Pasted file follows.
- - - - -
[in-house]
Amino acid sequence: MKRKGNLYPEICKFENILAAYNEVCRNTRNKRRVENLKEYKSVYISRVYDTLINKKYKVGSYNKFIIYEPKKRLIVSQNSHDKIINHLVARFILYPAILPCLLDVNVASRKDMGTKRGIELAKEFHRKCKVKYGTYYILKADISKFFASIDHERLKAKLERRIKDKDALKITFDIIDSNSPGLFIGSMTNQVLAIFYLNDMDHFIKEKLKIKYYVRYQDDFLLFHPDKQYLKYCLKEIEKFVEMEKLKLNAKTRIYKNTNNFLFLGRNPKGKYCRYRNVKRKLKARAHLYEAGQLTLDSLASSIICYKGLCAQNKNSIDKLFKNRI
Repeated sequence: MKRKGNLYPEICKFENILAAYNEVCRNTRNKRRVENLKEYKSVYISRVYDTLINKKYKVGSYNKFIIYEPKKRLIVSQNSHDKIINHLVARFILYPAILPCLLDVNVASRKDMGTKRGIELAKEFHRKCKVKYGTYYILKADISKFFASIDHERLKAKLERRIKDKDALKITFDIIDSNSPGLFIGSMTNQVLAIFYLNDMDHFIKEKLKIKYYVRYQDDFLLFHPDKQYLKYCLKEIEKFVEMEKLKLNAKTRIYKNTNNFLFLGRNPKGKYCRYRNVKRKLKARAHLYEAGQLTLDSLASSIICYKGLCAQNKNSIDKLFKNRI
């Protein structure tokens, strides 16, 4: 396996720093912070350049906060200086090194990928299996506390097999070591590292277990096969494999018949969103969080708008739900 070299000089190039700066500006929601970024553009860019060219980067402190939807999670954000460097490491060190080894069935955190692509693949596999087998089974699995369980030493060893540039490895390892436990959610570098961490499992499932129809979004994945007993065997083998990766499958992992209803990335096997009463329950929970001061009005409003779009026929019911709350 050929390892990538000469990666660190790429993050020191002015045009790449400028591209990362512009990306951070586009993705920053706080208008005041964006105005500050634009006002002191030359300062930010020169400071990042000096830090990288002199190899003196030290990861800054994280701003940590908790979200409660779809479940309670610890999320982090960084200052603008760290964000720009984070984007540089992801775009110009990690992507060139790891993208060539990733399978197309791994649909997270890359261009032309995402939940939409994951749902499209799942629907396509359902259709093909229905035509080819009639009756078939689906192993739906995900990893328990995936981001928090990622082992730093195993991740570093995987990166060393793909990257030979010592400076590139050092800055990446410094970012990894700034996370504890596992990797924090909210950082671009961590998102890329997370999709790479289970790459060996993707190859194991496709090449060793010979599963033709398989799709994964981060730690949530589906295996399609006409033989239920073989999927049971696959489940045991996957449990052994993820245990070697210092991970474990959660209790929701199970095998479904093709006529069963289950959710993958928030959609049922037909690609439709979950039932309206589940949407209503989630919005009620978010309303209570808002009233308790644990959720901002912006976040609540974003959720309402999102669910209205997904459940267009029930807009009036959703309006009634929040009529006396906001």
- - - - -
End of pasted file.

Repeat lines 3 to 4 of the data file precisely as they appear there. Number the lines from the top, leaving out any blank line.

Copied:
Repeated sequence: MKRKGNLYPEICKFENILAAYNEVCRNTRNKRRVENLKEYKSVYISRVYDTLINKKYKVGSYNKFIIYEPKKRLIVSQNSHDKIINHLVARFILYPAILPCLLDVNVASRKDMGTKRGIELAKEFHRKCKVKYGTYYILKADISKFFASIDHERLKAKLERRIKDKDALKITFDIIDSNSPGLFIGSMTNQVLAIFYLNDMDHFIKEKLKIKYYVRYQDDFLLFHPDKQYLKYCLKEIEKFVEMEKLKLNAKTRIYKNTNNFLFLGRNPKGKYCRYRNVKRKLKARAHLYEAGQLTLDSLASSIICYKGLCAQNKNSIDKLFKNRI
């Protein structure tokens, strides 16, 4: 396996720093912070350049906060200086090194990928299996506390097999070591590292277990096969494999018949969103969080708008739900 070299000089190039700066500006929601970024553009860019060219980067402190939807999670954000460097490491060190080894069935955190692509693949596999087998089974699995369980030493060893540039490895390892436990959610570098961490499992499932129809979004994945007993065997083998990766499958992992209803990335096997009463329950929970001061009005409003779009026929019911709350 050929390892990538000469990666660190790429993050020191002015045009790449400028591209990362512009990306951070586009993705920053706080208008005041964006105005500050634009006002002191030359300062930010020169400071990042000096830090990288002199190899003196030290990861800054994280701003940590908790979200409660779809479940309670610890999320982090960084200052603008760290964000720009984070984007540089992801775009110009990690992507060139790891993208060539990733399978197309791994649909997270890359261009032309995402939940939409994951749902499209799942629907396509359902259709093909229905035509080819009639009756078939689906192993739906995900990893328990995936981001928090990622082992730093195993991740570093995987990166060393793909990257030979010592400076590139050092800055990446410094970012990894700034996370504890596992990797924090909210950082671009961590998102890329997370999709790479289970790459060996993707190859194991496709090449060793010979599963033709398989799709994964981060730690949530589906295996399609006409033989239920073989999927049971696959489940045991996957449990052994993820245990070697210092991970474990959660209790929701199970095998479904093709006529069963289950959710993958928030959609049922037909690609439709979950039932309206589940949407209503989630919005009620978010309303209570808002009233308790644990959720901002912006976040609540974003959720309402999102669910209205997904459940267009029930807009009036959703309006009634929040009529006396906001």